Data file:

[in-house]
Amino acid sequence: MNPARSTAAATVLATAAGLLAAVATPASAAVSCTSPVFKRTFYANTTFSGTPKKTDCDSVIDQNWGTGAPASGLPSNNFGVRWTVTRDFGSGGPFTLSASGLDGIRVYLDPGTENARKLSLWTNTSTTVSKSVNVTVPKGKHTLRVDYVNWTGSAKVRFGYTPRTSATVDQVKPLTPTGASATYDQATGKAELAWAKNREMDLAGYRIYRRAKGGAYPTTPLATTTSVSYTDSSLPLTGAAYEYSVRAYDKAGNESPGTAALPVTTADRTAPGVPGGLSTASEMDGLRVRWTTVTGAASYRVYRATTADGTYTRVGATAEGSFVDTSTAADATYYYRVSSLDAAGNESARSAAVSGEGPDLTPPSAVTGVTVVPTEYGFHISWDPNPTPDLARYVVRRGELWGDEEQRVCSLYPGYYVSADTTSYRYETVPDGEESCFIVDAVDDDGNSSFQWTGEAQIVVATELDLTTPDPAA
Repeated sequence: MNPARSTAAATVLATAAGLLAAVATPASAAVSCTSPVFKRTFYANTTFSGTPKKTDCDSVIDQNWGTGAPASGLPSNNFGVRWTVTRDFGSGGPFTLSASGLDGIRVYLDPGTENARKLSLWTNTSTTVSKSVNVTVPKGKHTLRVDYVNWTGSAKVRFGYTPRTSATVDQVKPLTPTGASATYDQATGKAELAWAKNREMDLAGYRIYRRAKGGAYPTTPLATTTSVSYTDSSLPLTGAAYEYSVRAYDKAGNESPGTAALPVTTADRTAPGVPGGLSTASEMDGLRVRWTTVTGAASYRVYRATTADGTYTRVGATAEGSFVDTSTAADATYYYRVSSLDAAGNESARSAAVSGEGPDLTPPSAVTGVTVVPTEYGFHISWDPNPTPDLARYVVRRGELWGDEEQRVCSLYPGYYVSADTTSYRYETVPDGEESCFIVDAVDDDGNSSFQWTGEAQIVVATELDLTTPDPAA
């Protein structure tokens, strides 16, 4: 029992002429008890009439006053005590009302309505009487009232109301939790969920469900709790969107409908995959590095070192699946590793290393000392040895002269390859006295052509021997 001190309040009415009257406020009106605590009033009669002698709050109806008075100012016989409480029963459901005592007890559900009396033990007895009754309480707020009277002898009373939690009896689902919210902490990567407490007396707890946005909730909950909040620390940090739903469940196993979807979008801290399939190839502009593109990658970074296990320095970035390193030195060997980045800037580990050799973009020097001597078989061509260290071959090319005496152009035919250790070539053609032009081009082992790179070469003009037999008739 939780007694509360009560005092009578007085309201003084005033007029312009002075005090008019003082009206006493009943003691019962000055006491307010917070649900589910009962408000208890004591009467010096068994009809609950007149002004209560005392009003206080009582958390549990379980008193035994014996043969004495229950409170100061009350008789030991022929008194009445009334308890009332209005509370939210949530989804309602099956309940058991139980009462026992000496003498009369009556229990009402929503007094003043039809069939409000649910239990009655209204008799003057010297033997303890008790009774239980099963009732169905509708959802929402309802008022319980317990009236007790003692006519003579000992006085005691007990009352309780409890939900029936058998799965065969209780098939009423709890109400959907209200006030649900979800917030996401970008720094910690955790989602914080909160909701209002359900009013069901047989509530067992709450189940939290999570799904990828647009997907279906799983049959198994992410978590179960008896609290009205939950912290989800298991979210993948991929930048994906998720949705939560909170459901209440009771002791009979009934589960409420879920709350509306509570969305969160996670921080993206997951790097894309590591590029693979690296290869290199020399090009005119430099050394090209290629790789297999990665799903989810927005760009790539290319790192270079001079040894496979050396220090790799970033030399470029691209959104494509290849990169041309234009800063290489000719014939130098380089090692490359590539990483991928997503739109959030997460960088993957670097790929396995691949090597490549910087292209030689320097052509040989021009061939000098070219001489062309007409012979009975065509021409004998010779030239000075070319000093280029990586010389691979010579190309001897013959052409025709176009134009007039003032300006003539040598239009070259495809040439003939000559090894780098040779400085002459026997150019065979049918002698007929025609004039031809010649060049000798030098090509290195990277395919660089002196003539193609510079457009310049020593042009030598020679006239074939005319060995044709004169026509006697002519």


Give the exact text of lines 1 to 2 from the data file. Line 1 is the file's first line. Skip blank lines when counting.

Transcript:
[in-house]
Amino acid sequence: MNPARSTAAATVLATAAGLLAAVATPASAAVSCTSPVFKRTFYANTTFSGTPKKTDCDSVIDQNWGTGAPASGLPSNNFGVRWTVTRDFGSGGPFTLSASGLDGIRVYLDPGTENARKLSLWTNTSTTVSKSVNVTVPKGKHTLRVDYVNWTGSAKVRFGYTPRTSATVDQVKPLTPTGASATYDQATGKAELAWAKNREMDLAGYRIYRRAKGGAYPTTPLATTTSVSYTDSSLPLTGAAYEYSVRAYDKAGNESPGTAALPVTTADRTAPGVPGGLSTASEMDGLRVRWTTVTGAASYRVYRATTADGTYTRVGATAEGSFVDTSTAADATYYYRVSSLDAAGNESARSAAVSGEGPDLTPPSAVTGVTVVPTEYGFHISWDPNPTPDLARYVVRRGELWGDEEQRVCSLYPGYYVSADTTSYRYETVPDGEESCFIVDAVDDDGNSSFQWTGEAQIVVATELDLTTPDPAA